Hearing Loss on The Rise For All Demographics

Man on bus wearing headphones unaware he is causing hearing loss with prolonged exposure.

Typically, hearing loss is considered to be a problem only effecting older people – as a matter of fact, it’s estimated that around 50% of individuals who suffer from hearing loss are 75 or older. And even though it’s often totally avoidable, new research reveals an alarming number of younger people are losing their hearing.

The National Foundation for the Deaf and Hard of Hearing recently carried out research on 479 freshmen spanning three high schools and revealed that 34% of those youngsters showed signs of hearing loss. The reason? Mobile devices with earbuds or headphones connected are suspected to be the primary cause. And the young are not the only ones in danger of this.

What is The Cause of Hearing Loss in People Below The Age of 60?

There’s a very simple rule regarding earbud volume for teenagers and everyone else – if other people can hear your music, then it’s too loud. Your hearing can be injured when you listen to noises above 85 decibels – which is approximately the volume of a vacuum cleaner – for an extended period of time. If the volume is cranked all the way up on a normal mobile device it’s volume is around 106 decibels. In this scenario, injury begins to occur in less than 4 minutes.

Though this sounds like common sense stuff, in reality kids spend around two hours each day on their devices, commonly with their earphones or earbuds connected. They’re listening to music, playing games, or watching videos during this time. And if current research is to be believed, this time will only increase over the next few years. Studies reveal that smartphones and other screens trigger dopamine generation in younger kids’ brains, which is literally what addictive drugs do. It will be increasingly difficult to get kids to put down their screens, and their hearing may suffer as a result.

How Much Are Young People at Risk of Hearing Loss?

Clearly, hearing loss presents several struggles to anyone, regardless of age. Younger people, however, have to deal with additional problems concerning after school sports, job prospects, and even academics. The student is disadvantaged if they have a hard time hearing and understanding concepts in class because of early hearing loss. It also makes playing sports much more difficult, since so much of sports entails listening to teammates and coaches give instructions and call plays. Teenagers and young adults who are joining the workforce will have unnecessary hurdles if their loss of hearing has a negative effect on their self-esteem.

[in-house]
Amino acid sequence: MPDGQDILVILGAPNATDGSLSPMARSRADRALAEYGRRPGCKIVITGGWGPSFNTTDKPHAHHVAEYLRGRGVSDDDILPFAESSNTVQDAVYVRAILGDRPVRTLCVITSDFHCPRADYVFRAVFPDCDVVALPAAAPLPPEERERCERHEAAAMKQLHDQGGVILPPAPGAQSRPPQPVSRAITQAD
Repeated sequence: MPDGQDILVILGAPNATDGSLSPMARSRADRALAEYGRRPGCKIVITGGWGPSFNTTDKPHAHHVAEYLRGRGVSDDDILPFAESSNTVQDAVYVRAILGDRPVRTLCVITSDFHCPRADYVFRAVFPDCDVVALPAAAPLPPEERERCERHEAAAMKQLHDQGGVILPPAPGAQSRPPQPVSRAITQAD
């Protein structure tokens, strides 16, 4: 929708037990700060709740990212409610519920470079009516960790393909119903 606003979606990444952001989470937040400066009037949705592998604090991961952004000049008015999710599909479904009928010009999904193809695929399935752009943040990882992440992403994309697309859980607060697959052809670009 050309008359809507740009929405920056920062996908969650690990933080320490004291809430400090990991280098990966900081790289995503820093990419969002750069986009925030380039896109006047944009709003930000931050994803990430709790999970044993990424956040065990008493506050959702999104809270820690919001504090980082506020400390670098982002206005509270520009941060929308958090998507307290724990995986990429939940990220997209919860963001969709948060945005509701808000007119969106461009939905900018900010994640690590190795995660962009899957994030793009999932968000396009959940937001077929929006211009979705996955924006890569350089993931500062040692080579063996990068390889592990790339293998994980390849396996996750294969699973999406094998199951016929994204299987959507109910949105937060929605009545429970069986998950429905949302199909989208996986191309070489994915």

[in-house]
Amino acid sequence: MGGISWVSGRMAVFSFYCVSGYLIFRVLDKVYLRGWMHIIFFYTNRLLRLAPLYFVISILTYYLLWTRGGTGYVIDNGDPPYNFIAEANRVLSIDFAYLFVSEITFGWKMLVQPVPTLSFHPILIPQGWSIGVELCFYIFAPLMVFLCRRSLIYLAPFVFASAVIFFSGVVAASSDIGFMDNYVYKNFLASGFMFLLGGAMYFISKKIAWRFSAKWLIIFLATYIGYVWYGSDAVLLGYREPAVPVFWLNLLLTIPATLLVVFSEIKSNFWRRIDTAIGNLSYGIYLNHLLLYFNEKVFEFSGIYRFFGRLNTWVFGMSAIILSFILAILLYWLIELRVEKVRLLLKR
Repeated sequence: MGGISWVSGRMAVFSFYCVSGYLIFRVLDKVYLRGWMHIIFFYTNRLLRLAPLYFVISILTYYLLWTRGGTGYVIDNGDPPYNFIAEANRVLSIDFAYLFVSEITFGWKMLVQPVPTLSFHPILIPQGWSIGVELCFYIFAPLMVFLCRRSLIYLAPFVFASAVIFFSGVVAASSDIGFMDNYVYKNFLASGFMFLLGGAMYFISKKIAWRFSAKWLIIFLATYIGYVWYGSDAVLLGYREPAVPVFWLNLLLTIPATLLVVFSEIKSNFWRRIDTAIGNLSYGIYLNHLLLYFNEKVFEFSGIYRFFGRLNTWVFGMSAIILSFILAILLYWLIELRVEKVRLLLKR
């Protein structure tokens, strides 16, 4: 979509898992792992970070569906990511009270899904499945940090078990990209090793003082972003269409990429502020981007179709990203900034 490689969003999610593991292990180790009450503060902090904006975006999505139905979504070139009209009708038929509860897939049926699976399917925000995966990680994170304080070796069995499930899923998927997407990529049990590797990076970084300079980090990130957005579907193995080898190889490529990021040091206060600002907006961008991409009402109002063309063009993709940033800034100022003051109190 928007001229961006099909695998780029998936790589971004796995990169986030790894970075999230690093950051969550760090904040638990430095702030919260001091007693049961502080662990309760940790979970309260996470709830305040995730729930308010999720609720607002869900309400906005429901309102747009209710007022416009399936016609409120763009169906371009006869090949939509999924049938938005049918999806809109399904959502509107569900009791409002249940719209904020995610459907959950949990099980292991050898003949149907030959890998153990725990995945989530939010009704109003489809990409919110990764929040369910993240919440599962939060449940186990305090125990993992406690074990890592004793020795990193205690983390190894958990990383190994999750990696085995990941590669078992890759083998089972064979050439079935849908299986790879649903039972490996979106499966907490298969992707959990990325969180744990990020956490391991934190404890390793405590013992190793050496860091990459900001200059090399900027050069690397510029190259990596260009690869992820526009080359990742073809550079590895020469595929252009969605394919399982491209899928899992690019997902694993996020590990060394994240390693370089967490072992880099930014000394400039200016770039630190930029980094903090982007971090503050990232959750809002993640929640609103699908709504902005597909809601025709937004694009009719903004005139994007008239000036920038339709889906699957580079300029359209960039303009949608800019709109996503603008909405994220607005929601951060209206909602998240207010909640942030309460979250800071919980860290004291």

Hearing loss can also result in persistent social struggles. Kids whose hearing is damaged often end up requiring therapy because they have a harder time with their friends due to loss of hearing. Mental health problems are ordinary in people of all ages who have hearing loss because they commonly feel separated and have anxiety and depression. Mental health treatment and hearing loss treatment often go hand in hand, particularly during the important developmental stages experienced by teenagers and kids.

How You Can Avoid Loss of Hearing?

The first rule to follow is the 60/60 rule – offending devices should be at less than 60% of their maximum volume for less than 1 hour a day. If you can hear your kids music, even if if the volume is at 60%, you should ask them to turn down the volume.

Also older style over-the-ear headphones might be a better choice than earbuds. Earbuds, which are put directly in the ear, can actually produce 6 to 9 extra decibels in comparison to traditional headphones.

Throughout the day in general, you should do anything possible to minimize your exposure to loud noise. If you try to listen to your music without headphones, that is one of the few things you can control. And, see us immediately if you think you are already suffering from loss of hearing.